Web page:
Developing software for ATI cards is (okay — was) a nightmare. In 2009 ATI quietly introduced two changes in their drivers which made previously perfectly functional and compatible applications to crash (if you are curious: with Catalyst 9.2 or 9.3 they’ve changed names of supporting DLLs bundled with drivers; with Catalyst 9.9 or 9.10 they’ve probably changed format of underlying binary so that anything compiled and linked in with earlier versions caused a driver to crash).
Well, with the release of Catalyst 10.4 drivers ATI is again at it. This time problem only affects users who have display adapters from different vendors in their computer. Applications utilizing ATI Stream will work on such configurations just fine with Catalyst 10.3, but once you upgrade to 10.4, applications will crash with faulting module being aticaldd.dll, a part of ATI Display driver. Kinda embarrassing, I would say. Regression testing is really something one with millions of users should consider.
Users of our software relying on ATI hardware accelerations (as well as any other ATI Stream enabled applications) should not update to 10.4 if ATI Readeon is not the only card in their computer.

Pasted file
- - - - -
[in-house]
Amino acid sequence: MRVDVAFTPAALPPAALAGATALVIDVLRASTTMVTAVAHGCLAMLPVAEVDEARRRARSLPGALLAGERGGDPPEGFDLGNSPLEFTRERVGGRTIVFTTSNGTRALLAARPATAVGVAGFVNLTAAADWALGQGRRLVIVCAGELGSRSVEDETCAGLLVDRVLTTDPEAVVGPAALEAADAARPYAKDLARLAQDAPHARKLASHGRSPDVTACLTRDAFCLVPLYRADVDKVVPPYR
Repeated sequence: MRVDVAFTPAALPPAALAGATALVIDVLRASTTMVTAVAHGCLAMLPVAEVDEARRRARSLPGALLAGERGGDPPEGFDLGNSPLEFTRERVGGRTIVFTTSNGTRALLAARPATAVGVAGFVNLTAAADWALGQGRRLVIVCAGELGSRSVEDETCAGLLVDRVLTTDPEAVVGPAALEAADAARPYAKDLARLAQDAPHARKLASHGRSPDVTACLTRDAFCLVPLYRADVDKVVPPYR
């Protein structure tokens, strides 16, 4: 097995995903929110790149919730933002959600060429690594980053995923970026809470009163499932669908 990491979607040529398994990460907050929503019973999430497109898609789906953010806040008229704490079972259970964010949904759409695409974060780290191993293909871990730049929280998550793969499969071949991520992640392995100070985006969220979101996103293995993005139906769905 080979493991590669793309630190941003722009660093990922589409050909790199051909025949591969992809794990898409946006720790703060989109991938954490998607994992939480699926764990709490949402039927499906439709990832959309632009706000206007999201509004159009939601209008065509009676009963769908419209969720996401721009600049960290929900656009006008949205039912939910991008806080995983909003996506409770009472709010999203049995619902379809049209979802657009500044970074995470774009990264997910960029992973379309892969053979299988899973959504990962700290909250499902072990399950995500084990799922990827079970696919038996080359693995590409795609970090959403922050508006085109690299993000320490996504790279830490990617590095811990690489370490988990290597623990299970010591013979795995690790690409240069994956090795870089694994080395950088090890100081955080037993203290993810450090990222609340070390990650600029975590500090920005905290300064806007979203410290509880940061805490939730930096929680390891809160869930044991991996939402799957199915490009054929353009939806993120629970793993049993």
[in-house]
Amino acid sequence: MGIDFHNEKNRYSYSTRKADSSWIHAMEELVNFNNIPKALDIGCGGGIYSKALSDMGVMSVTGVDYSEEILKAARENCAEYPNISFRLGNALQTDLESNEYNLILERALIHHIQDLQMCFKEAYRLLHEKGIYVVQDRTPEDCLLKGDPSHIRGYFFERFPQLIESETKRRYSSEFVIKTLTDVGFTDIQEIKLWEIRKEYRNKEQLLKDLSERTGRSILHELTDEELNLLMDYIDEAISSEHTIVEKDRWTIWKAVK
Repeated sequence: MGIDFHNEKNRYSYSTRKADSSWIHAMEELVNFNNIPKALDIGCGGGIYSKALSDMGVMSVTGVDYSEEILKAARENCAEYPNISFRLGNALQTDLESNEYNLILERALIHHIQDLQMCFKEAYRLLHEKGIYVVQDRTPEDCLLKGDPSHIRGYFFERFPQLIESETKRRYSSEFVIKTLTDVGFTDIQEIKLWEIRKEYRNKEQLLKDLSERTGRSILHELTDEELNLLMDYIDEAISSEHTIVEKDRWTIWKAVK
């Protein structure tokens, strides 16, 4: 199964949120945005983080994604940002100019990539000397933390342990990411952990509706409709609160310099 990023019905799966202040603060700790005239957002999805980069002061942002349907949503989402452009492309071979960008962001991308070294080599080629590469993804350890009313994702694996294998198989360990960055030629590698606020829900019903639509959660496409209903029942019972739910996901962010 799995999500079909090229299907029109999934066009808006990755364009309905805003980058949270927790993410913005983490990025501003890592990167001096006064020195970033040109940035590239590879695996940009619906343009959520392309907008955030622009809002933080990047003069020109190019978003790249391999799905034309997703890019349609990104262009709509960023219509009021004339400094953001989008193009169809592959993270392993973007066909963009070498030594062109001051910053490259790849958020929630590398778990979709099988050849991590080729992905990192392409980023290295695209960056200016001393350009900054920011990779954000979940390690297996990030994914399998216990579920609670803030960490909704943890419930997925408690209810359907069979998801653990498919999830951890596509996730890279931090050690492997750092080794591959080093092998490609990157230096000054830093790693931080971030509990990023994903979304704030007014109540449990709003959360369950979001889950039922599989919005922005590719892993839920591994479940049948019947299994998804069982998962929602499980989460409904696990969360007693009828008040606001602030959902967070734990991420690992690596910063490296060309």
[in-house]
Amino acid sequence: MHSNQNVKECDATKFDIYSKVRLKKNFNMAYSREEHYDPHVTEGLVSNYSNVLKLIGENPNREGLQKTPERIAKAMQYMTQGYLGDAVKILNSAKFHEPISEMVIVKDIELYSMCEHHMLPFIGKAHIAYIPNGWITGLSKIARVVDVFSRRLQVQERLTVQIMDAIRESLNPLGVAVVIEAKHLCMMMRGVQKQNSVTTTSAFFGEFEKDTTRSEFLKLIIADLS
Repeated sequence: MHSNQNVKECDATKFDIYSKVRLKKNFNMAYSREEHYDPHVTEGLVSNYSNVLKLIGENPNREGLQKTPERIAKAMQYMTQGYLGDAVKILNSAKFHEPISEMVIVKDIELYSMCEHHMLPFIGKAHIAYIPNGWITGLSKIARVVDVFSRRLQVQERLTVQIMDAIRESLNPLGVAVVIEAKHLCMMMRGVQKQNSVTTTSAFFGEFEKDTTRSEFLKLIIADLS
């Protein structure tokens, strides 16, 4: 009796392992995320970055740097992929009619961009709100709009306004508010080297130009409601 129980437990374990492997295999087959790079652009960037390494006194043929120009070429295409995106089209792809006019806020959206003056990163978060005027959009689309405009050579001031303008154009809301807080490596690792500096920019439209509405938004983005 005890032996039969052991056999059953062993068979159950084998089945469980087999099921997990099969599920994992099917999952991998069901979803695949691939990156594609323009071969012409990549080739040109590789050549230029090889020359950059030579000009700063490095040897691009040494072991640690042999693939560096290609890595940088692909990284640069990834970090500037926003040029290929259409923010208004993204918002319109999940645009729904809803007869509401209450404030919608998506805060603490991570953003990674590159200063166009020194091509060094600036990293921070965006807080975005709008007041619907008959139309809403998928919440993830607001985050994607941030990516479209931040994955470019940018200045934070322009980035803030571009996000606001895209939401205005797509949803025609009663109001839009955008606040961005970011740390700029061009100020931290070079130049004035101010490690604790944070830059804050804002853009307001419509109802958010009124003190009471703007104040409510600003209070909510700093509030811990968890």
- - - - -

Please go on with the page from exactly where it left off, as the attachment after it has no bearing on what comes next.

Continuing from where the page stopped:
There had been a long standing competition between NVIDIA and ATI which has lasted for years now. And there is no winner so far — just like with Windows vs. Linux or PC vs. Mac debate there are ones who prefer the former and others who prefer the latter. Kind of «religious» issue.
Some time ago we wrote about the smallest password cracking device. Not suitable for you? No problem, here is another one: not as small, but definitely more powerfull: Audi. Yes, it's a car. No, we're not kidding. Just read NVIDIA and Audi Marry Silicon Valley Technology with German Engineering press release from NVIDIA. Or if you need more information, The New MMI Generation from Audi might be also helpful. In brief: Audi A8 luxury sedan is equipped with an entertainment system that uses two GPUs from NVIDIA. We have no idea what are these chips (may be Fermi?) and is it technically possible to load our own code to them, but still funny, isn't it?
Our it-friends from Ukraine (KARPOLAN and Dmitry) highly optimized our developing processes and helped us finalize long-awaited Password Recovery KIT. We won’t go deep into technical details, just have a look at rough visualization.